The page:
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Cancer and Caregiving Among Older Black Americans and Families

Cancer and Caregiving Among Older Black Americans and Families The health outcomes of older Black adults with cancer are influenced by individual, familial, and contextual factors that highlight unexplored opportunities to better understand and support this population. Moreover, cancer is often just one of the significant health concerns facing Black families at any one time, adding complexity to caregiving within family systems. In light of this, three main questions guide this chapter. First, what are the experiences and needs of older Black adults across the cancer continuum, from cancer prevention through end-of-life? Second, how do Black families provide care for an older family member and cope with the challenges that cancer brings? Third, how might a family comorbidity lens, that recognizes the presence of concurrent morbidities within the family system, enhance our understanding of concepts and processes that contribute to the well-being of older Blacks with cancer and their family members? Existing research on family support after a cancer diagnosis overwhelmingly focuses on a single (i.e., primary) caregiver and spousal family caregivers. A broader focus on the role of family systems in providing cancer care highlights both the unique strengths and challenges facing Black families who provide care. In addition, a family comorbidity orientation underscores the need to better understand the nature and impact of concurrent health challenges within families and the possibility of new opportunities to address health issues interdependently. Ultimately, a family comorbidity perspective reflects the lived experiences of older Black adults and their families after a cancer diagnosis and has implications for future research and interventions. http://www.deepdyve.com/assets/images/DeepDyve-Logo-lg.png Annual Review of Gerontology & Geriatrics Springer Publishing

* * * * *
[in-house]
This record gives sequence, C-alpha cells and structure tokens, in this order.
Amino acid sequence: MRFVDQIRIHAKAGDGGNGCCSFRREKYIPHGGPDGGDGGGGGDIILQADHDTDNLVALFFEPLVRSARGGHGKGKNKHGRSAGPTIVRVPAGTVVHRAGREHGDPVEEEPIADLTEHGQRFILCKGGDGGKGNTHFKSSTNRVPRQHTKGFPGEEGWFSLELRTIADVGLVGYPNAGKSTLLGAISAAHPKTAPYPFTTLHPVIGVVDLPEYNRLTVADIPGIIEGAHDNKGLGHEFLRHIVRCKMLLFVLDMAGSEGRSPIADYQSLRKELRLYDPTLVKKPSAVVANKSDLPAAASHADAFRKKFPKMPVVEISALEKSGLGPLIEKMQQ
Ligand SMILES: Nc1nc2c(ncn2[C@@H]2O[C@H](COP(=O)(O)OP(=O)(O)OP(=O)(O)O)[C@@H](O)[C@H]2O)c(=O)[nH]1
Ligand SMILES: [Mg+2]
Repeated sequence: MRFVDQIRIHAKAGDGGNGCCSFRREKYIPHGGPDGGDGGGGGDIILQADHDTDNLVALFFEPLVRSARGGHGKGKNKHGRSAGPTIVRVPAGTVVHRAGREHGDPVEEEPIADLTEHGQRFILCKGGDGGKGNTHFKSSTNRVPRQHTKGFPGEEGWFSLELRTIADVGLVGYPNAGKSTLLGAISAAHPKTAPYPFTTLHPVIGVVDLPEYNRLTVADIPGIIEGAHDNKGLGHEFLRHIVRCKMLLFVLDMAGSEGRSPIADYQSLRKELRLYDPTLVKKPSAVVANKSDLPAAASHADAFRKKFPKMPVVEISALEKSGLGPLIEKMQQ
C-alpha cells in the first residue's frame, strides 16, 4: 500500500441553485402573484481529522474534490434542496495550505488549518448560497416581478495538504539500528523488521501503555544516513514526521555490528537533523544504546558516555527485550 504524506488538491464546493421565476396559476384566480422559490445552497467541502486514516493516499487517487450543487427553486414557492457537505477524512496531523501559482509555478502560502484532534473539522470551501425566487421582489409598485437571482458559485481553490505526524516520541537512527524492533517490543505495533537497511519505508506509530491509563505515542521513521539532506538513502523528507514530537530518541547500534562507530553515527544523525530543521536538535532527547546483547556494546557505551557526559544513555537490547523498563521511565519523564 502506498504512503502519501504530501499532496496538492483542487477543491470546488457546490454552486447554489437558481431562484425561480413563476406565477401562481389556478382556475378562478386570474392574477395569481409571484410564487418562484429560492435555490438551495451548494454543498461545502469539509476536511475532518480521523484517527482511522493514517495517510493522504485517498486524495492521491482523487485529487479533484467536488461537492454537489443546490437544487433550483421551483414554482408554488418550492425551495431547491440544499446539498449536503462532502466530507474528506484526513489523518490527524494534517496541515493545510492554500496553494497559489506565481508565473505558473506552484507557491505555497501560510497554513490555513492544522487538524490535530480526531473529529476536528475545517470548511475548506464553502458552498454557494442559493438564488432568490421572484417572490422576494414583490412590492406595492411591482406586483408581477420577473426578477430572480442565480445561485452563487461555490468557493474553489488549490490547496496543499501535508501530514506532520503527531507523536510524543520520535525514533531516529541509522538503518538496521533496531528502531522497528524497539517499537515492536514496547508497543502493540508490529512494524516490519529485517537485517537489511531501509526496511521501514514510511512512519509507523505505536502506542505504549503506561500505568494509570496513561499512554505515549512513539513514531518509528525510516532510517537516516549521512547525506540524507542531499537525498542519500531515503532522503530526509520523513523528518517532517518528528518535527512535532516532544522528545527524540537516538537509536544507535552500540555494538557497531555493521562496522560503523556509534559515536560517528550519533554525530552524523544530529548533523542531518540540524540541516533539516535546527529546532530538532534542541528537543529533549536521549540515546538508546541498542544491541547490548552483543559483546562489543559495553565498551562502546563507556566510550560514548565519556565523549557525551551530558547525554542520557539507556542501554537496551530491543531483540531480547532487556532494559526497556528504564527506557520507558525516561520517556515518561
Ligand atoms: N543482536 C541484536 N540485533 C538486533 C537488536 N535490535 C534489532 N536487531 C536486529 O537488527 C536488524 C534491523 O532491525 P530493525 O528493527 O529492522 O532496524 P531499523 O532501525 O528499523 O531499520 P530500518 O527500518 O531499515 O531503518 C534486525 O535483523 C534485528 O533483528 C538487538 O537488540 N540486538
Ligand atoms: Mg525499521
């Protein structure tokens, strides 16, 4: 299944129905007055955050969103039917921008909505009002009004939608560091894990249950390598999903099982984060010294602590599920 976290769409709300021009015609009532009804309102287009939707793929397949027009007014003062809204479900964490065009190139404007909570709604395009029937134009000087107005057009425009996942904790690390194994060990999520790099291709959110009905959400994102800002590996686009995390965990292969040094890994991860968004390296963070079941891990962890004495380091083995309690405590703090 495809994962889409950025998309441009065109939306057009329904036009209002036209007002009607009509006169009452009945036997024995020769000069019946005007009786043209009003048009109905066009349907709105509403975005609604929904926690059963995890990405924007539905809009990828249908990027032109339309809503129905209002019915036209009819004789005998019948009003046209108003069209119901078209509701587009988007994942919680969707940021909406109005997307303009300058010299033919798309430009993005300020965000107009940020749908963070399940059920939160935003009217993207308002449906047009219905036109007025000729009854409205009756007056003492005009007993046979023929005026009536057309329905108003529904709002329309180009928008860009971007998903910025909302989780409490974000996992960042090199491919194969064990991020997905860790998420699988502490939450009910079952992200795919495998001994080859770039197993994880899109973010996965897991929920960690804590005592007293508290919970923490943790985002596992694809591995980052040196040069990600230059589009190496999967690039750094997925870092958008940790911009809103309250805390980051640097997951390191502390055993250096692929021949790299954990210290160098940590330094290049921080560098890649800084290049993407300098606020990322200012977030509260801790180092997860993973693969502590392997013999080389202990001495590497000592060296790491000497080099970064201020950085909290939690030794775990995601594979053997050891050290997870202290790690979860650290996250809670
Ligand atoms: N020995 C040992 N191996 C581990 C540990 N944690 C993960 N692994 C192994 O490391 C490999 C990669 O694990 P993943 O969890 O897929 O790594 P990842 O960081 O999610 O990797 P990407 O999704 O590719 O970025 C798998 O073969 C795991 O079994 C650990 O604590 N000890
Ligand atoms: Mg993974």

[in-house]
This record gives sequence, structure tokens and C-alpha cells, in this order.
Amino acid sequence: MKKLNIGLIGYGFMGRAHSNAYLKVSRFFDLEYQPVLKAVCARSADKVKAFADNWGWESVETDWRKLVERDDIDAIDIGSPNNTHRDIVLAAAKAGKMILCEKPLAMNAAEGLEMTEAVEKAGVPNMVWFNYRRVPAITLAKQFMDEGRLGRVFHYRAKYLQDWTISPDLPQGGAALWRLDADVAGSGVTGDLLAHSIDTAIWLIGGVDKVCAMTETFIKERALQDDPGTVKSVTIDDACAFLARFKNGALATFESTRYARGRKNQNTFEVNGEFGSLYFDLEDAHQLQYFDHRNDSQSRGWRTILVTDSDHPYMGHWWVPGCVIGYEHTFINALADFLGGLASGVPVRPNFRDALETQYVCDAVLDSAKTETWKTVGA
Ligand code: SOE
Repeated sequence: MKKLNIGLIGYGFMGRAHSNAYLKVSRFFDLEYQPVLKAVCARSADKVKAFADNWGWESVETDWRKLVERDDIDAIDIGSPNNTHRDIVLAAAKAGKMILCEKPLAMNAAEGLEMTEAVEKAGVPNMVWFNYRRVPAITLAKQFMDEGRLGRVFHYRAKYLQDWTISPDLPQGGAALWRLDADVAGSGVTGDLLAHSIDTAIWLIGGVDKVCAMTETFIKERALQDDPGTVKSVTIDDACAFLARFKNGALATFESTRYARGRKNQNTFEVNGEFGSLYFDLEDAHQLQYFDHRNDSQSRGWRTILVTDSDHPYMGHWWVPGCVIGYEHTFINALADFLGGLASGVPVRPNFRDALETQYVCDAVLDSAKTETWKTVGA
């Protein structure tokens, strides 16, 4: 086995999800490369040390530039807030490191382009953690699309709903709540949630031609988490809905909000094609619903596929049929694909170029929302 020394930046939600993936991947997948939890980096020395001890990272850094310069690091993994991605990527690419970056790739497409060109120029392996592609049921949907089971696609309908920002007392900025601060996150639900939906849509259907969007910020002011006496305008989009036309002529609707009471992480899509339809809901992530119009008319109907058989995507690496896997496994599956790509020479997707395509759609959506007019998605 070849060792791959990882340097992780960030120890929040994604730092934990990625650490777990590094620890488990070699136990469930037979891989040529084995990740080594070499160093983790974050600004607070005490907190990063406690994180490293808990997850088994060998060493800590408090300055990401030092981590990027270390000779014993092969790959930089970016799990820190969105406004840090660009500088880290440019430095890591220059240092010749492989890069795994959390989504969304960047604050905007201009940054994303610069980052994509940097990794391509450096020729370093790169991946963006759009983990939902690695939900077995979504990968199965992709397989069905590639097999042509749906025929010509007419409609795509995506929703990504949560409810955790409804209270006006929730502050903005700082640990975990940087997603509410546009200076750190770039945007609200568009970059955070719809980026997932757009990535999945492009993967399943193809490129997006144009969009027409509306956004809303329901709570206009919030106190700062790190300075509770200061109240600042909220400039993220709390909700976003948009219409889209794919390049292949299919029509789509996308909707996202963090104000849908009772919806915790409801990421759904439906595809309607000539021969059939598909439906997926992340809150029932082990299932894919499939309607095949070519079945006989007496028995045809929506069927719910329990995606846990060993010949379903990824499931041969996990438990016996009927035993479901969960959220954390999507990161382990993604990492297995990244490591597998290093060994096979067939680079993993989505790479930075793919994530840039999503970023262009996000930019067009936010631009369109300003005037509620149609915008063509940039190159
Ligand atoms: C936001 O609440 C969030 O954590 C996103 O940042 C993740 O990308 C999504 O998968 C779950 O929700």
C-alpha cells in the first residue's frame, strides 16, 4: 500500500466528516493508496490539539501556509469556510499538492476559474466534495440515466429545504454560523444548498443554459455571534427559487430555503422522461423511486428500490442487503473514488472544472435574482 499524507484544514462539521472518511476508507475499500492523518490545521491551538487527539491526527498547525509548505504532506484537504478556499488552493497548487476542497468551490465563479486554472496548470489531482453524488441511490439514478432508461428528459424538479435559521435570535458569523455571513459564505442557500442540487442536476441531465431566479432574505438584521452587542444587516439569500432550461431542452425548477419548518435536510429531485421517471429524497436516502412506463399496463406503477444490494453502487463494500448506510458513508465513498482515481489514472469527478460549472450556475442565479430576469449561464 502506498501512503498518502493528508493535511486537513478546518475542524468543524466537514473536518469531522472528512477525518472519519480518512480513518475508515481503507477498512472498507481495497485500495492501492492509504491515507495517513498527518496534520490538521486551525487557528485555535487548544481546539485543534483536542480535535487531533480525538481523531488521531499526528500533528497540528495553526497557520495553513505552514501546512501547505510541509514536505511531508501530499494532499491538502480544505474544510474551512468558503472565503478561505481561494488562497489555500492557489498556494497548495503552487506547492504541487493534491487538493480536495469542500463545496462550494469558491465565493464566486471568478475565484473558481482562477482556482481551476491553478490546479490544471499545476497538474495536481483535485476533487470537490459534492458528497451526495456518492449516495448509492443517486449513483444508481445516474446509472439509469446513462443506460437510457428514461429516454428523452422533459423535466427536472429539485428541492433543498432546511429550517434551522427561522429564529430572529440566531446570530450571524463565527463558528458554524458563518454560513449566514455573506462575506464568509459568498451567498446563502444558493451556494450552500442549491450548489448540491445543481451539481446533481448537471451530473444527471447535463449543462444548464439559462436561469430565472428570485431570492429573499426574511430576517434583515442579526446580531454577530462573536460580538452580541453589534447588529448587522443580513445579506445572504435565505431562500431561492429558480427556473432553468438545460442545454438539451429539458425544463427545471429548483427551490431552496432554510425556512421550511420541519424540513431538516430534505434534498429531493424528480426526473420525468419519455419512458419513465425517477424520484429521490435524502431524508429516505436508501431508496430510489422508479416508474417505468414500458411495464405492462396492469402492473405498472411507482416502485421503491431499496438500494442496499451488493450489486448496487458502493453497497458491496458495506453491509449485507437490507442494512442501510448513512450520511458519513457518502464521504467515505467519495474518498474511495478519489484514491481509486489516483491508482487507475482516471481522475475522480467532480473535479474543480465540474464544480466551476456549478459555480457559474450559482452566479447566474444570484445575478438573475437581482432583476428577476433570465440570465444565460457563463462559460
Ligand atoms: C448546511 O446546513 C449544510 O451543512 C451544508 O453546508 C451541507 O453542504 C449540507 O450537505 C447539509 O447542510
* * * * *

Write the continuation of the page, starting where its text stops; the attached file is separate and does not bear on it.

Cancer and Caregiving Among Older Black Americans and Families

Annual Review of Gerontology & Geriatrics , Volume 41 (1): 38 – Feb 1, 2022

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Publisher
Springer Publishing
Copyright
© 2022 Springer Publishing Company
ISSN
0198-8794
eISSN
1944-4036
DOI
10.1891/0198-8794.41.211
Publisher site
See Article on Publisher Site

Abstract

The health outcomes of older Black adults with cancer are influenced by individual, familial, and contextual factors that highlight unexplored opportunities to better understand and support this population. Moreover, cancer is often just one of the significant health concerns facing Black families at any one time, adding complexity to caregiving within family systems. In light of this, three main questions guide this chapter. First, what are the experiences and needs of older Black adults across the cancer continuum, from cancer prevention through end-of-life? Second, how do Black families provide care for an older family member and cope with the challenges that cancer brings? Third, how might a family comorbidity lens, that recognizes the presence of concurrent morbidities within the family system, enhance our understanding of concepts and processes that contribute to the well-being of older Blacks with cancer and their family members? Existing research on family support after a cancer diagnosis overwhelmingly focuses on a single (i.e., primary) caregiver and spousal family caregivers. A broader focus on the role of family systems in providing cancer care highlights both the unique strengths and challenges facing Black families who provide care. In addition, a family comorbidity orientation underscores the need to better understand the nature and impact of concurrent health challenges within families and the possibility of new opportunities to address health issues interdependently. Ultimately, a family comorbidity perspective reflects the lived experiences of older Black adults and their families after a cancer diagnosis and has implications for future research and interventions.

Journal

Annual Review of Gerontology & GeriatricsSpringer Publishing

Published: Feb 1, 2022

References